‘Lowercase inclusive’

Funny Girls member Angelika Lee agrees with Osterhart.

“My experience coming into the comedy scene here was very similar to my experience with Grand Rapids in general — it’s very inclusive, but maybe lowercase inclusive,” says Lee, who moved back to Grand Rapids and dove headfirst into on-stage opportunities after spending five years in Chicago, only participating in the Windy City’s comedy scene as a spectator. 

Angelika Lee“(Grand Rapids) really wants to be an inclusive space, and people say, 'This is a safe space,’ but even with the people who say it, you wonder if they really know what that means. If you are in the dominant group, or dominantly represented group, you don't really understand often what safety means. Your safety is not ever really being threatened because when you walk into a space and your power is recognized,” Lee says. “…Diversity would really drive the inclusion because I think that sentiment is really there, and people really want to be respectful and inclusive. And they really want more voices at the table.”

Having that level playing field as a starting point is a big part of what drew her to Funny Girls in the first place. As part of its overarching mission, Funny Girls hosts weekly rehearsals that are always open to the larger public with no requirement for past experience and no pressure for immediate participation. 

However, she admits that despite their best efforts so far, even Funny Girls is lacking that inclusive spectrum of representation outside of just its all-female collective membership. 

“Certainly at Funny Girls, I think we would say that we feel pretty incomplete because we are the majority middle-class white women and because we're trying to represent a woman's perspective, we are not complete.” 

Jokes and sketches are written and shared electronically.From where she’s standing, relationship building is the key to forging connections that defy cultural and even geographic barriers and allow the collective improv comedy scene to create shared spaces where everyone feels heard and included as part of the group.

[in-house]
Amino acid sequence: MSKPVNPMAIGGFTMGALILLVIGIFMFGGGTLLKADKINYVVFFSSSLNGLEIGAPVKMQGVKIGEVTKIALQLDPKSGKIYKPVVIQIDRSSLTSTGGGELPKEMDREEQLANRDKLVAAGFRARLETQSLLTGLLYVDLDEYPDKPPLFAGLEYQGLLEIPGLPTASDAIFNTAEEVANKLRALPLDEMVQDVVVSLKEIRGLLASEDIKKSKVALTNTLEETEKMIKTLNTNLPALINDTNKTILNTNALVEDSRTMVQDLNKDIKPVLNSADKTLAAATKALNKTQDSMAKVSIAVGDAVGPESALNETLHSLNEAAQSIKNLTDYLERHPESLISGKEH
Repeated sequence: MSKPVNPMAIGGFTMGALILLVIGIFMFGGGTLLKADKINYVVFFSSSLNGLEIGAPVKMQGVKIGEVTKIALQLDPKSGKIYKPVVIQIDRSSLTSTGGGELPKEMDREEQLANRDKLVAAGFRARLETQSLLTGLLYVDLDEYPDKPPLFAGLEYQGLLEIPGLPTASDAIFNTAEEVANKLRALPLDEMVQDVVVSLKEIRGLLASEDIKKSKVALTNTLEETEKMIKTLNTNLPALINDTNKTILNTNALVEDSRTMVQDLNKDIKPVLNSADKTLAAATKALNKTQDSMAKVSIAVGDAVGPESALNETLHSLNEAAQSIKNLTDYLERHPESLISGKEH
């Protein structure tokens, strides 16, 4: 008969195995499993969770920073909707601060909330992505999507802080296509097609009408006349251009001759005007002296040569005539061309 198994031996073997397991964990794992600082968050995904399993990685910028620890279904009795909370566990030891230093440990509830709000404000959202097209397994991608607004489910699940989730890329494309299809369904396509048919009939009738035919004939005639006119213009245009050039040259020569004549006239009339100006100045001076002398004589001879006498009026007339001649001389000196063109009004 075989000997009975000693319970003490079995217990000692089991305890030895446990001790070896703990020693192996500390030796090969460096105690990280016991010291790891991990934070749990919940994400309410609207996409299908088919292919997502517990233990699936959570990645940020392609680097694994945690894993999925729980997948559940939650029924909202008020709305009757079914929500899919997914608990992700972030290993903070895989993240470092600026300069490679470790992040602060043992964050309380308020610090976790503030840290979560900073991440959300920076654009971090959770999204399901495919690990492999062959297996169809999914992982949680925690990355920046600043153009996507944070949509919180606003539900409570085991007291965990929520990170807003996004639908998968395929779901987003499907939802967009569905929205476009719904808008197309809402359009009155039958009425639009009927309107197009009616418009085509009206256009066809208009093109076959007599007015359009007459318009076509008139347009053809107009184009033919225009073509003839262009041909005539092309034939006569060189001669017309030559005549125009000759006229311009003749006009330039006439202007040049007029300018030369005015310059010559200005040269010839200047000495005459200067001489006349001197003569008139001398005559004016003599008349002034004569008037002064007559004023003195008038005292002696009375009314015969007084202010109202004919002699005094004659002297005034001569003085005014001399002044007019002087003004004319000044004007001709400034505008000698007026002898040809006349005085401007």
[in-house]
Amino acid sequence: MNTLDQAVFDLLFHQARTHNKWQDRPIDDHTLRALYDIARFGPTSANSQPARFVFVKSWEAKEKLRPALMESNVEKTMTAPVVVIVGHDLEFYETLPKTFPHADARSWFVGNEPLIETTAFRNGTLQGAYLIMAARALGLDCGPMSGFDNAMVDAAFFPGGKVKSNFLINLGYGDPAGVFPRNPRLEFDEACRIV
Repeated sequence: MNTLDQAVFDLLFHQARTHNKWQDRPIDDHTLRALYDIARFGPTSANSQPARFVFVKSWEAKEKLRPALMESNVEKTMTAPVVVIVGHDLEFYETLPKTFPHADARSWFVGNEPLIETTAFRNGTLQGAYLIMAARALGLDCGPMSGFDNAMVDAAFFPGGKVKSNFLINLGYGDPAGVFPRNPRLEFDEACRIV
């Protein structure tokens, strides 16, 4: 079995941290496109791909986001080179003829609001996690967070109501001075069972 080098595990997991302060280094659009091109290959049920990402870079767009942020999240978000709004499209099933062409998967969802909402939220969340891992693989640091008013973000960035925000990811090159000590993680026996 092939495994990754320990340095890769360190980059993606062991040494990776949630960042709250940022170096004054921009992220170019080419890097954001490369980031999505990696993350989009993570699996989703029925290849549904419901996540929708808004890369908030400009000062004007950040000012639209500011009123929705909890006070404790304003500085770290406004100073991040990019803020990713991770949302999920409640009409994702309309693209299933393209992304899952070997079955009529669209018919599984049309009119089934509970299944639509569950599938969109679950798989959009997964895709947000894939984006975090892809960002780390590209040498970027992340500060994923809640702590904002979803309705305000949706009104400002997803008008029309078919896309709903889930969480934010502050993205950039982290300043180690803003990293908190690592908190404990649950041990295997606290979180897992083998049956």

Like Crespos, Lee thinks it’s up to all members of Grand Rapids’ comedy scene — those who are dominantly represented, those who are underrepresented, and those who fall somewhere in between — to recognize what voices are missing from each table and actively seek to bring each other into the fold. 

“I'm always encouraging people that if you look around at your table, and you're creating something, and you want to include women in your stories and have a more meaningful message that's going to resonate beyond your own perspective, and you don't see women at your table — go find some funny women, some smart women and get them at your table,” Lee says. “The same is true for people of color, and just because they may not already be in your group doesn’t mean you can’t leverage that perspective — you absolutely can’t tell their story for them, but there is no reason they can’t be included in having the opportunity to tell their own.”

Written by Anya Zentmeyer, Development News Editor
Images taken by Adam Bird